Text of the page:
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What is the nature of sound from the quantum perspective?

  1. Apr 23, 2013 #1
    So sound is a mechanical wave usually a propagation of atmospheric pressure in a medium in the classical interpretation.I`m curious what happens in the quantum realm ? Also if this pressure force is giving kinetic energy to those atoms,but due to friction is also generates heat energy,and with heat energy affecting electrons in atoms they release their energy via by creating a photon,so in this sense we could think that sound creates light (low frequency light of course),can we make an analogy between the two ? But more i`m curious what is the nature of sound in the quantum scale (what is that wave made of ) the kinetic energy of the atoms or the atoms themselves called "wave" in classical mechanics,or else? (I know it's a silly question but why do we call it a wave anyway)
  2. jcsd
  3. Apr 23, 2013 #2
    There is a lot going on here and I think the question may be a bit vague for one answer. Sound waves that you can hear don't really have a good quantum explanation. Technically they do if everything is emergent from quantum mechanics, but the energies involved make the consideration of the system at a quantum level an unnecessary hassle. However, there are a lot of interesting things to think about here.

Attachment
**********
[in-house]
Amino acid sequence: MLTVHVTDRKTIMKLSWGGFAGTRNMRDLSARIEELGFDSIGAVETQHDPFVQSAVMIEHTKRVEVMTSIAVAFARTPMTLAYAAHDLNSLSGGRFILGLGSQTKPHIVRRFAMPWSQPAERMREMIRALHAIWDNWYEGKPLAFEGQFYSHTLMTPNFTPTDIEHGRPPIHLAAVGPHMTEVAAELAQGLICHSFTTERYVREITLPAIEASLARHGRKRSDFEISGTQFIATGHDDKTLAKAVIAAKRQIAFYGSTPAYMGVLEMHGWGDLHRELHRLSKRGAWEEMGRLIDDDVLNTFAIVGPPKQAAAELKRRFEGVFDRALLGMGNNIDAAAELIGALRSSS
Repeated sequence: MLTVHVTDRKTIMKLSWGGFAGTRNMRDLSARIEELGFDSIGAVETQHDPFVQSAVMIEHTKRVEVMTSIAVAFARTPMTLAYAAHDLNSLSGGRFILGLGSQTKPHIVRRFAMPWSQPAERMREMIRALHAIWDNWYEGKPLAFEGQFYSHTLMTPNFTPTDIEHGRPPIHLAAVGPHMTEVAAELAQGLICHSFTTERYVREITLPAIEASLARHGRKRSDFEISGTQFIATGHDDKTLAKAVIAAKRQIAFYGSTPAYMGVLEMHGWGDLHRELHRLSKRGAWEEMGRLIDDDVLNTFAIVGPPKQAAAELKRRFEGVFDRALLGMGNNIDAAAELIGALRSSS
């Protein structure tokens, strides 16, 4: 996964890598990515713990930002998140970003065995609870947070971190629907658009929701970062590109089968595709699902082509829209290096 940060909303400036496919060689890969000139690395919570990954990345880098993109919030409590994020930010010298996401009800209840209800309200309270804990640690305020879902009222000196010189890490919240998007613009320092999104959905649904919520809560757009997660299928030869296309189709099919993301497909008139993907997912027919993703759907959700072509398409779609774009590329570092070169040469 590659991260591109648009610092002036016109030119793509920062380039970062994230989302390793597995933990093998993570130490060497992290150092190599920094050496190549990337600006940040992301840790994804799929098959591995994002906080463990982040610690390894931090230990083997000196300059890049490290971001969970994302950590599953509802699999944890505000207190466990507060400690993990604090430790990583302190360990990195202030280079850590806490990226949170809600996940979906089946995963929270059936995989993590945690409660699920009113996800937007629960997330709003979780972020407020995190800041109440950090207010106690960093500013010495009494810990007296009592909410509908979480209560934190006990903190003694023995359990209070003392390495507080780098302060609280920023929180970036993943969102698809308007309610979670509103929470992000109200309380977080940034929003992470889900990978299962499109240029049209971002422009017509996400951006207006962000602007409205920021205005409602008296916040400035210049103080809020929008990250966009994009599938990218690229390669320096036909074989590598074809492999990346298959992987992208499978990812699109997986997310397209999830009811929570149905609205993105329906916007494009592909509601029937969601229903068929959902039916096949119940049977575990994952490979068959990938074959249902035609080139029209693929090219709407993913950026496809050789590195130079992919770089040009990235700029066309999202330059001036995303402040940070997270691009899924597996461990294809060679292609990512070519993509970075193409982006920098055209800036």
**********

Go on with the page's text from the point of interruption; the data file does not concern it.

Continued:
1) Photo-acoustics http://en.wikipedia.org/wiki/Photoacoustic_imaging_in_biomedicine. One of my friends is working on this sort of thing. I knew that in theory it was possible, but didn't realize it was actually useful until about a year ago (when my friend told me about his work). This is sort of the opposite of what you were talking about, but related.

    2)Phonon. Not really sound waves in the sense that we might think, but these are mechanical waves that are quantized. I mainly know about them from ion-trap qubits, but they come up in condensed matter physics as well.
  4. Apr 24, 2013 #3


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    Sound is a macroscopic collective oscillation of a medium. In many-body quantum theory, which you most conveniently treat as quantum field theory (socalled "second quantization", which is, however a misnomer, because there is only one quantum theory, be it in its non-relativistic or relativistic form). Then macroscopic phenomena like sound waves, classical electromagnetic waves, etc. appear as appropriate mean-field parts in the many-body equations (Kadanoff-Baym equations). You can derive the macroscopic equations (Boltzmann, Fokker-Planck/Langevin, hydro, etc.) as approximations to the full quantum many-body dynamics.
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